YANGON, July 25 (AFP, Reuters): Myanmar’s junta has executed four prisoners including a former lawmaker from Aung San Suu Kyi’s party, state media said on Monday.
It is the country’s first use of capital punishment in decades.
The four, who included another prominent democracy activist, were executed for leading “brutal and inhumane terror acts”, the Global New Light of Myanmar newspaper said.
The paper said the executions were carried out “under the prison’s procedure” without saying when or how the four men were killed.
Myanmar’s National Unity Government (NUG), a shadow administration outlawed by the ruling military junta, condemned the reported executions.
“Extremely saddened…condem the junta’s cruelty with strongest terms if it’s the case,” the NUG president’s office spokesman Kyaw Zaw told Reuters via message.
“The global community must punish their cruelty.”
The junta has sentenced dozens of anti-coup activists to death as part of its crackdown on dissent after seizing power last year.
But Myanmar has not carried out an execution for decades.
Phyo Zeya Thaw, a former lawmaker from Suu Kyi’s National League for Democracy (NLD) who was arrested in November, was sentenced to death in January for offences under anti-terrorism laws.
Prominent democracy activist Kyaw Min Yu – better known as “Jimmy” – received the same sentence from the military tribunal.
The two other men are sentenced to death for killing a woman they alleged was an informer for the junta in Yangon.
Last month military spokesman Zaw Min Tun defended the death penalty, saying it was justified and used in many countries.
“At least 50 innocent civilians, excluding security forces, died because of them,” he told a televised news conference.
“How can you say this is not justice?” he asked. “Required actions are needed to be done in the required moments.”
The junta was heavily criticised by international powers when they announced last month their intention to carry out the executions.
United Nations Secretary-General Antonio Guterres condemned the junta’s decision, calling it “a blatant violation to the right to life, liberty and security of person”.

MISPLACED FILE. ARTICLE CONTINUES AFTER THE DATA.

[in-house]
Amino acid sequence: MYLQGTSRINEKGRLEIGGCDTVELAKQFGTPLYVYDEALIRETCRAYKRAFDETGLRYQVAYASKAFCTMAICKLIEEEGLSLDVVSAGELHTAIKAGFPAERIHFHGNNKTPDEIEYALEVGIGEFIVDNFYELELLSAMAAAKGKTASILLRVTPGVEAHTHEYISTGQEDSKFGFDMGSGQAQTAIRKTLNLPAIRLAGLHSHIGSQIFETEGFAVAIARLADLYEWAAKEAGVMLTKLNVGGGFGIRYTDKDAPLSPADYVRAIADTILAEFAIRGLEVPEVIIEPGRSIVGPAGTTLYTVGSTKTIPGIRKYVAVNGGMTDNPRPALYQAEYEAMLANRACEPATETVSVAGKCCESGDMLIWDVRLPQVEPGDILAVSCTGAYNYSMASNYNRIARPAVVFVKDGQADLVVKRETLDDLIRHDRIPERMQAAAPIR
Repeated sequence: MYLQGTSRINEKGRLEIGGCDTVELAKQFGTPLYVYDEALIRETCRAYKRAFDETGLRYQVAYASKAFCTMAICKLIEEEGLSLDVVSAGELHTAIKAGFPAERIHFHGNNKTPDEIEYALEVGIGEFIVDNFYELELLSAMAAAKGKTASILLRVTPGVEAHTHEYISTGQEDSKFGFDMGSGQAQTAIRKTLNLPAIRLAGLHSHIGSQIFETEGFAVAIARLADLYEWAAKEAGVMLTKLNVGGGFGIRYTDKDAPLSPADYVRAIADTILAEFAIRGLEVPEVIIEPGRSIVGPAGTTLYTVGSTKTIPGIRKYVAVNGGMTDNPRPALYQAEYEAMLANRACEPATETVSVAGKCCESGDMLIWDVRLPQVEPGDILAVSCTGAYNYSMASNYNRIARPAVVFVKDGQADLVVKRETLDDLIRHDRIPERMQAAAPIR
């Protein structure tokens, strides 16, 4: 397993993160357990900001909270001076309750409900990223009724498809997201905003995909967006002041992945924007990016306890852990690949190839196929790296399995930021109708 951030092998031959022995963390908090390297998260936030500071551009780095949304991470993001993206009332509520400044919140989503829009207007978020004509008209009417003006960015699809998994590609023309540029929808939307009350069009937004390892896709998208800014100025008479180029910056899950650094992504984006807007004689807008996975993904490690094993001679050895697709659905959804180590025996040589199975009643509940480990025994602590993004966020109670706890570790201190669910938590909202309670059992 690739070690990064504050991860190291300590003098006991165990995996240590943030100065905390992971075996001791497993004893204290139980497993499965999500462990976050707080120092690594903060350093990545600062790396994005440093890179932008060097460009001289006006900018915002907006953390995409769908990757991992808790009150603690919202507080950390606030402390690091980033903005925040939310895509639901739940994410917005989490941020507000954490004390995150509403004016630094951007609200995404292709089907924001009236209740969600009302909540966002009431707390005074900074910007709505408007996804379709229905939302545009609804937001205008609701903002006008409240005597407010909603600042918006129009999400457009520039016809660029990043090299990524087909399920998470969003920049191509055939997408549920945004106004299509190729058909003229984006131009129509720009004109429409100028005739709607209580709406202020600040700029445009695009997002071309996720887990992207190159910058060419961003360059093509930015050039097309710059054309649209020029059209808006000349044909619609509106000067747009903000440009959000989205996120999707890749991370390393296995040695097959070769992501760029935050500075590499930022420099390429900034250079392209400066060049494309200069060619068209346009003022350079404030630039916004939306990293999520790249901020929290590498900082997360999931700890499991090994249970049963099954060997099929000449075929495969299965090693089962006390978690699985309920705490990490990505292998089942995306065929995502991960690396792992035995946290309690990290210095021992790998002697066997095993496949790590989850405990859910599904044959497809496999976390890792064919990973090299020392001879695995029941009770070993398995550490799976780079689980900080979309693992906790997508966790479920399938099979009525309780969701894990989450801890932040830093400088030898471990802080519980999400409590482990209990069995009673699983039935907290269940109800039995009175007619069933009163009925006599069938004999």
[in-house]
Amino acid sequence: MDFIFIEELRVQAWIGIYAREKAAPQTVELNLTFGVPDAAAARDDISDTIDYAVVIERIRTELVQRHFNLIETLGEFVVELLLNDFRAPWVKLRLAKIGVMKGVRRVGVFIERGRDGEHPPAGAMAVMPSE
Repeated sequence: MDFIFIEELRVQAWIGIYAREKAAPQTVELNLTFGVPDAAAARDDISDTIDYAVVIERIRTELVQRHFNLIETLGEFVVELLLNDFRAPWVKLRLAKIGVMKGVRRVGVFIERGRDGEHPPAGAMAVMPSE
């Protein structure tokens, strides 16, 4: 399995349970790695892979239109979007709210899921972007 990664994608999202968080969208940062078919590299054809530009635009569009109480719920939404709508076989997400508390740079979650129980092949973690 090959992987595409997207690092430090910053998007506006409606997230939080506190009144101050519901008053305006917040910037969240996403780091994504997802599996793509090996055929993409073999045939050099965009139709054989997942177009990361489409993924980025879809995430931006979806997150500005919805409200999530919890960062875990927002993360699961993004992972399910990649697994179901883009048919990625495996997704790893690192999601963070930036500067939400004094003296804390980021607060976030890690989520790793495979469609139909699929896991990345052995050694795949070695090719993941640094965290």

Phyo Zeya Thaw had been accused of orchestrating several attacks on regime forces, including a gun attack on a commuter train in Yangon in August that killed five policemen.
A hip-hop pioneer whose subversive rhymes irked the previous junta, he was jailed in 2008 for membership in an illegal organisation and possession of foreign currency.
He was elected to parliament representing Aung San Suu Kyi’s NLD in the 2015 elections, which ushered in a transition to civilian rule.
The country’s military alleged voter fraud during elections in 2020 – which the NLD won by a landslide – as justification for its coup on Feb 1 last year.
Suu Kyi has been detained since then and faces a slew of charges in a junta court that could see her face a prison sentence of more than 150 years.
Kyaw Min Yu, who rose to prominence during Myanmar’s 1988 student uprising against the country’s previous military regime, was arrested in an overnight raid in October.
Myanmar has been in chaos since last year’s coup, with conflict spreading nationwide after the army crushed mostly peaceful protests in cities.
The AAPP says more than 2,100 people have been killed by the security forces since the coup, but the junta says the figure is exaggerated.
The true picture of violence has been hard to assess as clashes have spread to more remote areas where ethnic minority insurgent groups are also fighting the military.
The latest executions close off any chance of ending the unrest, said Myanmar analyst Richard Horsey, of the International CRISIS group.
“Any possibility of dialogue to end the crisis created by the coup has now been removed,” Horsey told Reuters.
“This is the regime demonstrating that it will do what it wants and listen to no one. It sees this as a demonstration of strength, but it may be a serious miscalculation.”-AFP/Reuters